“What do you think of this generation?” Jesús asked Andy.
“I don’t know what you mean.” Andy replied, looking perplexed.
“All this smoking pot, drinking…partying.”
I could see from Andy’s expression that she was contemplating giving Jesús a clip around the ear.
“Don’t talk to me as though I’m your grandmother,” Andy snapped and turned away mumbling something about ‘every generation thinking they invented the wheel.’
Ritmos del Mundo
I meanwhile was trying to focus my camera on the DJ and the bikini and swimwear clad dancers in Lago Martiánez who were gyrating to Michael Jackson and REM remixes. I say trying…a cloud from the spliff the guy next to me was smoking was adding unwanted affects to the scene and probably adding mellow effects to the atmosphere…on the other side a couple of diminutive elderly Canarians definitely had a stoned look.
There’s a rather disturbing trend going around the young lads of Puerto de la Cruz. Their hair is quaffed up a bit like a duck’s arse on the top of their head. It’s not exactly a gay look, more camp model…think Derek Zoolander. Add tight Speedos to the equation and it’s almost laugh out loud funny.
“Haven’t they seen the movie Zoolander?” I commented. Maybe they didn’t realise it was a comedy.
We were listening to the Ritmos del Mundo, a 13 hour DJ fest. Ritmos del Mundo means ‘rhythms of the World. Any other place and you might think that you were in for a WOMAD type event. In Tenerife world music usually means that it’s simply not traditional Canarian. And so it proved to be the case. The music was good and certainly added a thumping buzz to Puerto’s Saturday night scene, but the main age range in the Lago looked to be around 15/16 so we decided to stick to the fringe before heading along the promenade past living statues, the hair braiders, caricature artists and a hilarious life sized Canarian version of a Punch and Judy show to one of the coolest bars in town, Soho, owned by a friend of Jesús.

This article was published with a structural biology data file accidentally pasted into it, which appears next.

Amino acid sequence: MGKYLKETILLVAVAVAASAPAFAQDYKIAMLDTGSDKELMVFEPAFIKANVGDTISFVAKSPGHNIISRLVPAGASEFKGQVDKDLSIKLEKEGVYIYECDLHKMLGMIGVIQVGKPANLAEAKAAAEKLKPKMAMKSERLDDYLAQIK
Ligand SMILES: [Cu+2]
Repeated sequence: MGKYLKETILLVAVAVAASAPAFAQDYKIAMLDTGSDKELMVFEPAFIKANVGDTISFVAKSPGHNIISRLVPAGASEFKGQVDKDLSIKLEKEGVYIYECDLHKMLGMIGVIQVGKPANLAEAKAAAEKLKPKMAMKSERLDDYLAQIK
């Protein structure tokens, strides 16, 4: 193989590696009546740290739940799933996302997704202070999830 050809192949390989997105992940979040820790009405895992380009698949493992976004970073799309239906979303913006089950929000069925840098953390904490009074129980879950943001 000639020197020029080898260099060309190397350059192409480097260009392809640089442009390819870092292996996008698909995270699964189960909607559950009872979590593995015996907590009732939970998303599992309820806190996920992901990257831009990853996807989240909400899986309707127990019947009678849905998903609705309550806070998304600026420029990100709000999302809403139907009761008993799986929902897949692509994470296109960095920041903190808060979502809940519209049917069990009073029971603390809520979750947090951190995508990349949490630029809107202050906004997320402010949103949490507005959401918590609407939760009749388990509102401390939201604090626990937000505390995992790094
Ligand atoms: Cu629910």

Lago Martiánez, Ritmos del Mundo
It was quiet in the bar, at 11.00pm it was still too early for the local populace, so we sat at the bar with a Peroni whilst Jesús borrowed ‘Bobbybob’s” iphone to show us some photos of him swinging an imaginary golf club at the Abama Golf Course. It was the first time we’d seen an iphone in action. MY GOD when did the future arrive? We realised that our humble little mobile was not even an abacus in relation to that sexy piece of technology.
We’d only really popped into town to have a look at the ‘Ritmos’ fest, so headed back for home at a relatively early hour. Passing the top of our road we noticed that the restaurant which had formerly been The Swiss House, and La Chaveta before that, had re-opened. It’s a fantastic little traditional house with the most picturesque courtyard; the perfect setting for a restaurant.
This time it’s called Tres Casitas – ‘three little houses’ which is pretty much an accurate description. Personally I reckon the change of name from La Chaveta to the Swiss House had much to do with its previous decline, so Tres Casitas is definitely an improvement.
“Let’s pop in for a drink,” suggested Jesús. “After all, we’re almost neighbours.”
Jesús’ attitude typifies the difference between Spanish openness and British reserve.
“But it’s a restaurant not a bar and it’s late…and I’ve passed it anyway.”
I’d driven about 20 feet past the courtyard’s entrance. The road is single track and my reversing-along-narrow-lanes skills are woeful.
“Aww come on, man. It’s neighbourly.” Jesús insisted.
“Yeah, Jesús is right, let’s have a look,” Andy ganged up.
I reversed the 20 feet, a painful process to watch, and parked outside the bougainvillea covered entrance. There were only a couple of diners left and they were just about to leave. Jesús asked if the bar was open; an academic question as Canarian bars are open as long as there’s someone in the place.
The bar is in one of the casitas; sloping beamed roof, rough cerise walls, a huge black and white print of Ray Charles on the wall and music to match. The bar itself is gleaming polished wood which runs the length of the room. It was the sort of bar you could spend a lot of time in. We introduced ourselves and Andy and I listened as Jesús and the owner chatted about the menu and cooking, catching only about 70% of what was being said.
It’s quite a small menu, but it’s clearly quality and dishes like swordfish carpaccio; smoked cheese, jamon Serrano and strawberry salad and the house speciality – cochino asado (barbecued pig) suggest traditional Canarian cuisine updated for the modern palate. Some ingredients are grown in the casita’s ‘huerta’ (vegetable garden), whilst others are specially selected from elsewhere, like the pimientos brought in from La Palma because of their unique flavour.
We’ll definitely be going back at an hour which is more suitable for dining to try it out, but I’m willing to bet that it’s damned good which is great as it’s only a few minutes stroll away.